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A ResponderChain is an hierarchy of objects that have the opportunity to respond to events received.

The first object in the ResponderChain is called the FirstResponder. To send an action message to the first responder, make the target nil (see NilTargetedAction). This is exactly what InterfaceBuilder does.

All objects in the responder chain except delegates need to inherit from NSResponder (q.v.).

I am incorporating the comments below (to the double line) in writing what will hopefully be the definitive responder chain.

*Key window *FirstResponder, e.g. a text field *Other NSResponders containing the FirstResponder up to (and including) the content view *NSWindow *NSWindow delegate *NSWindowController (if present) *NSDocument (via NSWindowController) *Main window *FirstResponder, e.g. a text field *Other NSResponder**’s containing the FirstResponder up to (and including) the content view *NSWindow *NSWindow delegate *NSWindowController (if present) *NSDocument (via NSWindowController) *NSApplication *NSApplication delegate *NSDocumentController

From Steven Noyes (via macosx-dev mailing list)

The responder chain??? That is a tricky question. At all times there is a responder chain that is defined to handle events that are wired to the FirstResponder. It goes kinda like this. I might have it slightly off, but I am sure I will be corrected.

  1. The current object of focus. This might be a text field of a switch.

  2. The parent view. May be another view or a window.

  3. This FilesOwner if I am not mistaken.

  4. The application. This includes the menus and other NSApplication stuff.

There might be multiple levels and each item might have been subclasses defined. Likewise, this makes it possible to have object message objects that are higher in the responder chain but not in the current NIB.

The window’s delegate gets in there at around 2.5, as well.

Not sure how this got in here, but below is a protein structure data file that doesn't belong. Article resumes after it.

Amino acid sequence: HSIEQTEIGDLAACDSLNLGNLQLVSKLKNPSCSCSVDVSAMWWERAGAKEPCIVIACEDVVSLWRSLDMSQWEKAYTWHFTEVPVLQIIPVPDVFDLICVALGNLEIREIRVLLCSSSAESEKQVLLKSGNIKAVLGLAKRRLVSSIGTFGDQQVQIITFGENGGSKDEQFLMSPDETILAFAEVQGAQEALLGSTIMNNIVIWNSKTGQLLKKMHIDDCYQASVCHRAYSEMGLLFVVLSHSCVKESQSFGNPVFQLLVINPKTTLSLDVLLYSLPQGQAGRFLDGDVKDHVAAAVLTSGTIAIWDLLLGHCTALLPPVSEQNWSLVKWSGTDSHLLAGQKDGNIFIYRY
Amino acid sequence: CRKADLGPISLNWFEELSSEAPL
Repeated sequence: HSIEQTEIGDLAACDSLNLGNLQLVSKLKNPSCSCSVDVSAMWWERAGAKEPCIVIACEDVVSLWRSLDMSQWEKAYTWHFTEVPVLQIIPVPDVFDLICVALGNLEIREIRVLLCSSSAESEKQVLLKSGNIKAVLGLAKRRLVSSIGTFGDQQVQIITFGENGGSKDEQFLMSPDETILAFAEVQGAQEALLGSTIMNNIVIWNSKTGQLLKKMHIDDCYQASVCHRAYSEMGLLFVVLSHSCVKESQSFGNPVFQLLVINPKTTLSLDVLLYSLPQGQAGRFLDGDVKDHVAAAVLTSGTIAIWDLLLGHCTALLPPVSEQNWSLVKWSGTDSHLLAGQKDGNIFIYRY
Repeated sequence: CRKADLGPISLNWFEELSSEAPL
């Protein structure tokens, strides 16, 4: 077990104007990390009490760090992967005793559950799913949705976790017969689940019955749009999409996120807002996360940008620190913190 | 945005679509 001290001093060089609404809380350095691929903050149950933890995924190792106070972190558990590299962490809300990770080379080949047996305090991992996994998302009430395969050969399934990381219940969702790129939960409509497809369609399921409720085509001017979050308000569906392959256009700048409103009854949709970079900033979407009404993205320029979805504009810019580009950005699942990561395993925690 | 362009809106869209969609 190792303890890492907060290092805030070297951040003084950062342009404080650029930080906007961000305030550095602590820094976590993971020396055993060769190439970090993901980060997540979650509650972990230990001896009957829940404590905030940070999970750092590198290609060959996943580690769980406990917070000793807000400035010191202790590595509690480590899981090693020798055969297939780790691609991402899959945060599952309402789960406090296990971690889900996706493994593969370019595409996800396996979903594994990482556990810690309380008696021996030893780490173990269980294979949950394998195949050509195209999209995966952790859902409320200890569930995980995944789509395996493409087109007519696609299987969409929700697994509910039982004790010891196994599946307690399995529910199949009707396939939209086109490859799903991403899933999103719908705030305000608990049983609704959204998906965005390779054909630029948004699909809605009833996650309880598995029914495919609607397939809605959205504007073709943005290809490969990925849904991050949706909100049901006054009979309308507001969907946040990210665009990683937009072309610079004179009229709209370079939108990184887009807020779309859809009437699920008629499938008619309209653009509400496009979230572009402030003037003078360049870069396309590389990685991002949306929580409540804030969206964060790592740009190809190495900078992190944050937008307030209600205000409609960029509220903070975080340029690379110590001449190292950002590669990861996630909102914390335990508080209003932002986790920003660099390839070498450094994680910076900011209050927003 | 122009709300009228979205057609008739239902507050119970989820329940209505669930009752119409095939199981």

Apparently the window’s window controller too - []

According to Apple:

It begins with the first responder in the key window and follows nextResponder links up the responder chain to the NSWindow�s content view.

It tries the NSWindow object and then the NSWindow�s delegate.

If the main window is different from the key window, it then starts over with the first responder in the main window and works its way up the main window�s responder chain to the NSWindow object and its delegate.

Next, the NSApplication object tries to respond itself. If it can�t respond, it tries its own delegate. NSApp and its delegate are the receivers of last resort.


This is also how Aaron Hillegass describes it in BookCocoaProgMacOSX. It doesn’t look like the window controller is involved. But the window controller is often the delegate of the window, which does put it in the search list.

That’s what I thought too, but the previous message in that ml thread was asking precisely that. I guess I’ll check into further when I get to a Mac.

I’m trying to use tab controls in my application and have been looking around the Internet for any source code of a sample app that shows how to use NSTabView. The whole reading which tab you are in (identifier) and getiing information from the items found therein, like textfields, checkboxes, radio buttons, etc. Has anyone come across something like this? Apple did have a sample code called SimpleCocoaApp or something like it but it didn’t deal with tab controls.

I think you need to become conversant with the ResponderChain, and with the idea that the NSTabView is just a subview of your window’s content view, and that the controls you put there send their events up the responder chain for you. If all you specifically need to know is which subview you are in, study the documentation for the NSTabView class: there are several methods for getting and using this information. I suspect that you are at a very early beginner stage of using the Cocoa frameworks, and for your specific curiosity, you just need to become a little more familiar with those ideas. I think more than anything, you will be a little shocked by just how easy it is.

I’ll add that you’re putting the cart before the horse, so to speak. You seem to be jumping into creating an application before really going through the proper learning process. Start with Apple’s introductory Cocoa and Objective-C documents. They’ll teach you how to use Interface Builder (ie, dragging a tab view onto your window and wiring it up to an outlet so you can talk to it). Then read the documentation on NSTabView itself to get a feel for what methods it offers. This is basically a case of not reading the manual and (unfortunately) nobody’s going to read it to you, so it’s up to you to improve your research skills, which are a concrete requirement if you hope to do any useful development.

Incisive analysis there, and one of the major reasons why all the “Conceptual” sections of the documentation have been created, and why at least some of them are very worth reading.